Games deliver new insights into Autism
Games deliver new insights into Autism
Auckland, 16 September 2013 – A free iPad game is giving the medical fraternity something to think about as it delivers fresh observations about children with Autism and Asperger Syndrome.
Nurfland is the first in a series of games being developed by Project Autismus, a not-for-profit group of game developers, parents, Media Design School students and psychologists in New Zealand, India and the United Kingdom.
Nurfland - available free for iPhone, iPad and Android - teaches children aged 4-8 how to distinguish between various human emotions. Data collected as the children play, combined with feedback from parents and teachers, has quickly delivered new insights into their condition.
“It was always thought that autistic children did not understand emotions like sadness or empathy, but our initial results indicate they do understand these emotions they just do not express them in the same way,” said Project Autismus founder Druhin Mukherjee, a senior lecturer at Media Design School.
Ali Cowley’s son Nikau has mild Austism Spectrum Disorders (ASD) and has always engaged with technology and learned through games.
“Ever since Nikau was young he would only talk to us by quoting TV ads and trying to relate a certain quote to what he was thinking. He even learned the alphabet through Thomas The Tank Engine card game. From kindergarden to primary we made visual prompt booklets, as he would only respond to instructions printed out as opposed to me telling him to do something. iPads are the new booklets and I can see Nurfland being beneficial to our ASD kids.”
"Project Autismus will be a great help for children on the autistic spectrum. If ever there was an invention that can help these kids, then video games is it,” said another parent, Roi Macgregor.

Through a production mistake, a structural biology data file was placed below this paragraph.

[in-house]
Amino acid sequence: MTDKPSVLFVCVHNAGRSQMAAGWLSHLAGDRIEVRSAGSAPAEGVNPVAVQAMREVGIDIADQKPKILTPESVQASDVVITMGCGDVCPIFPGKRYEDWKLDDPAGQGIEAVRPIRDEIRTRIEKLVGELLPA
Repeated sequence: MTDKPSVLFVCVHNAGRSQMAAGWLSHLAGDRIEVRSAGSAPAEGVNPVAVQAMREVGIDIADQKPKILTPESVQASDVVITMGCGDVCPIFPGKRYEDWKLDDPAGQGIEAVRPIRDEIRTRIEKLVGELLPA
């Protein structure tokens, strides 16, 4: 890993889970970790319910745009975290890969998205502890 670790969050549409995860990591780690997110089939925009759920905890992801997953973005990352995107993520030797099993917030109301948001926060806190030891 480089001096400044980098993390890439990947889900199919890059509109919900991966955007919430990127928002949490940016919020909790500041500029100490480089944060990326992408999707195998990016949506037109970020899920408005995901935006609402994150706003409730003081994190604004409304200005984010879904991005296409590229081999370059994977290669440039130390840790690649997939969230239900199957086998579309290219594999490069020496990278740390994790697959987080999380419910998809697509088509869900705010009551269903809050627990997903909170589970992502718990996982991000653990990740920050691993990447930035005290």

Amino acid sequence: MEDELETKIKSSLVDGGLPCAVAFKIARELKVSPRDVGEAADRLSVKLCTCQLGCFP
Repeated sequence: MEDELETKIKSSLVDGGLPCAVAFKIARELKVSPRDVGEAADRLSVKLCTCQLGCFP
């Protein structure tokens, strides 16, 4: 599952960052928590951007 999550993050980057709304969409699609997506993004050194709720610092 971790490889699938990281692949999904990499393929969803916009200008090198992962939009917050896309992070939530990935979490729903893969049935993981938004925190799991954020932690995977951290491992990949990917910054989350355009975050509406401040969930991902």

The second game in the series is currently in development and will be released in December for children aged 8 years and older. Dost will require players to work together to achieve an outcome, helping to make communication and relationships more natural.
Media Design School is providing funding that will allow Project Autismus to purchase a game engine and release Dost on a wider variety of platforms including Blackberry, Windows Phone and PC. The public can also contribute to Project Autismus via Pledge Me.
“We are excited to see games have a wider impact than entertainment and influence education, business, health and science,” says Media Design School CEO Darryn Melrose.
“We are right behind Druhin and this project, in fact Media Design School game programming students Rory McCarthy, Steven Johnson, Ben Carnall, Chris Howlett, Chris Johnson and James Hannam as well as Game Art faculty Aravind Kumar, Ali Cowley and Mike Porter are all contributing their time and expertise to the project – it truly is a tem effort.”
Visit: https://www.pledgeme.co.nz/1370 or more information on contributing to the project. All donations will be acknowledged in the game credits.
Druhin Mukherjee has a Masters in Computer Games Technology and a BAFTA award. He has been programming since the age of 10 and transformed this passion into a career that has taken him around the world. After graduating from SRM University (Kattankulathur, India) with a Bachelor of Computer Engineering he went on to work with BBC, Tag Games, Dynamo Games, ARC Interactive, EA, Rockstar North and LFG – not to mention completing his Masters at University of Abertay, Dundee (Scotland).
Druhin has won a Microsoft Dev Award and a BAFTA for the iPad game Sculpty along with his teammates at Team Tickle.
He is currently a senior lecturer in game programming at Media Design School in Auckland, New Zealand.
Druhin founded Project Autismus in 2012, an open-source group dedicated to developing games with a wide variety of learning outcomes for children with Autism and Asperger Syndrome. Data collected from the games also informs psychologists and educators around the world.